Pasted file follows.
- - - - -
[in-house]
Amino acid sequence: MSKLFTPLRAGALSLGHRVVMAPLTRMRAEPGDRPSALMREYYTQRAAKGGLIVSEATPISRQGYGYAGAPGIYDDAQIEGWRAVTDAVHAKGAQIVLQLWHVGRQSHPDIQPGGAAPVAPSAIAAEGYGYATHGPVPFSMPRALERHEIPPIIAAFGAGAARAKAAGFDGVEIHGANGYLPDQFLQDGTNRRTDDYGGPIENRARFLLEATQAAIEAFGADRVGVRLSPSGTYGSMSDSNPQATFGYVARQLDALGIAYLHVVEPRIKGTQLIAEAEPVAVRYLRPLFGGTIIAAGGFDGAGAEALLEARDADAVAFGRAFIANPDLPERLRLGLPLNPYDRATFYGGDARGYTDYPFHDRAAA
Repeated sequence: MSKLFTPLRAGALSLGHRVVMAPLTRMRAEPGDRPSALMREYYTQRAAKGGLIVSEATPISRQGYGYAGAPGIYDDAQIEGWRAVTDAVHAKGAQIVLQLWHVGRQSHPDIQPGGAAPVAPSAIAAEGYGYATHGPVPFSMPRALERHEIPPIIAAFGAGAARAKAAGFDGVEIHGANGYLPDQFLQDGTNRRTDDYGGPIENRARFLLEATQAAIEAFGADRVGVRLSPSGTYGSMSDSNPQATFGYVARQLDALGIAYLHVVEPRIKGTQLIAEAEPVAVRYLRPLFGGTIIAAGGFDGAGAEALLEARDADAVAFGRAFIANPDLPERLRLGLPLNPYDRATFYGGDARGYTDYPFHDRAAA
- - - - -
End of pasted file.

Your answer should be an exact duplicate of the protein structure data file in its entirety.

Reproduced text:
[in-house]
Amino acid sequence: MSKLFTPLRAGALSLGHRVVMAPLTRMRAEPGDRPSALMREYYTQRAAKGGLIVSEATPISRQGYGYAGAPGIYDDAQIEGWRAVTDAVHAKGAQIVLQLWHVGRQSHPDIQPGGAAPVAPSAIAAEGYGYATHGPVPFSMPRALERHEIPPIIAAFGAGAARAKAAGFDGVEIHGANGYLPDQFLQDGTNRRTDDYGGPIENRARFLLEATQAAIEAFGADRVGVRLSPSGTYGSMSDSNPQATFGYVARQLDALGIAYLHVVEPRIKGTQLIAEAEPVAVRYLRPLFGGTIIAAGGFDGAGAEALLEARDADAVAFGRAFIANPDLPERLRLGLPLNPYDRATFYGGDARGYTDYPFHDRAAA
Repeated sequence: MSKLFTPLRAGALSLGHRVVMAPLTRMRAEPGDRPSALMREYYTQRAAKGGLIVSEATPISRQGYGYAGAPGIYDDAQIEGWRAVTDAVHAKGAQIVLQLWHVGRQSHPDIQPGGAAPVAPSAIAAEGYGYATHGPVPFSMPRALERHEIPPIIAAFGAGAARAKAAGFDGVEIHGANGYLPDQFLQDGTNRRTDDYGGPIENRARFLLEATQAAIEAFGADRVGVRLSPSGTYGSMSDSNPQATFGYVARQLDALGIAYLHVVEPRIKGTQLIAEAEPVAVRYLRPLFGGTIIAAGGFDGAGAEALLEARDADAVAFGRAFIANPDLPERLRLGLPLNPYDRATFYGGDARGYTDYPFHDRAAA